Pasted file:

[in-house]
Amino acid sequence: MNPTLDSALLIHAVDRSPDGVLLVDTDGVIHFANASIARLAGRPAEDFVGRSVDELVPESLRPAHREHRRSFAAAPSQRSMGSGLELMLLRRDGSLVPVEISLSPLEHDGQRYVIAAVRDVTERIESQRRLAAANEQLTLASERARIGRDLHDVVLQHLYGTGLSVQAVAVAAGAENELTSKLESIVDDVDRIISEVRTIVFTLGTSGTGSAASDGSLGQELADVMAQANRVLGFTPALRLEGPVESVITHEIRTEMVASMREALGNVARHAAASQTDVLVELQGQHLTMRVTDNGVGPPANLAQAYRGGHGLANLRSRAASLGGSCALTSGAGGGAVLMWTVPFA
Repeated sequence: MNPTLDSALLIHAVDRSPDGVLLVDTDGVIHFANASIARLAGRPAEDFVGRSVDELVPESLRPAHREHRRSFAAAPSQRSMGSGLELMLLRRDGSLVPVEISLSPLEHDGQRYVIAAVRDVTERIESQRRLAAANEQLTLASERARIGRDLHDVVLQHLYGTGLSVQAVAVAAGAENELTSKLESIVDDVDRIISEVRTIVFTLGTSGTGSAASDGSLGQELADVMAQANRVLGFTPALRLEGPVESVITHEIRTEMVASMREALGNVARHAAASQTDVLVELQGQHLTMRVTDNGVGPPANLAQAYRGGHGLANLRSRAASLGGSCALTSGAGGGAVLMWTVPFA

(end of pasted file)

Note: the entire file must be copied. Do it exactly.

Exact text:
[in-house]
Amino acid sequence: MNPTLDSALLIHAVDRSPDGVLLVDTDGVIHFANASIARLAGRPAEDFVGRSVDELVPESLRPAHREHRRSFAAAPSQRSMGSGLELMLLRRDGSLVPVEISLSPLEHDGQRYVIAAVRDVTERIESQRRLAAANEQLTLASERARIGRDLHDVVLQHLYGTGLSVQAVAVAAGAENELTSKLESIVDDVDRIISEVRTIVFTLGTSGTGSAASDGSLGQELADVMAQANRVLGFTPALRLEGPVESVITHEIRTEMVASMREALGNVARHAAASQTDVLVELQGQHLTMRVTDNGVGPPANLAQAYRGGHGLANLRSRAASLGGSCALTSGAGGGAVLMWTVPFA
Repeated sequence: MNPTLDSALLIHAVDRSPDGVLLVDTDGVIHFANASIARLAGRPAEDFVGRSVDELVPESLRPAHREHRRSFAAAPSQRSMGSGLELMLLRRDGSLVPVEISLSPLEHDGQRYVIAAVRDVTERIESQRRLAAANEQLTLASERARIGRDLHDVVLQHLYGTGLSVQAVAVAAGAENELTSKLESIVDDVDRIISEVRTIVFTLGTSGTGSAASDGSLGQELADVMAQANRVLGFTPALRLEGPVESVITHEIRTEMVASMREALGNVARHAAASQTDVLVELQGQHLTMRVTDNGVGPPANLAQAYRGGHGLANLRSRAASLGGSCALTSGAGGGAVLMWTVPFA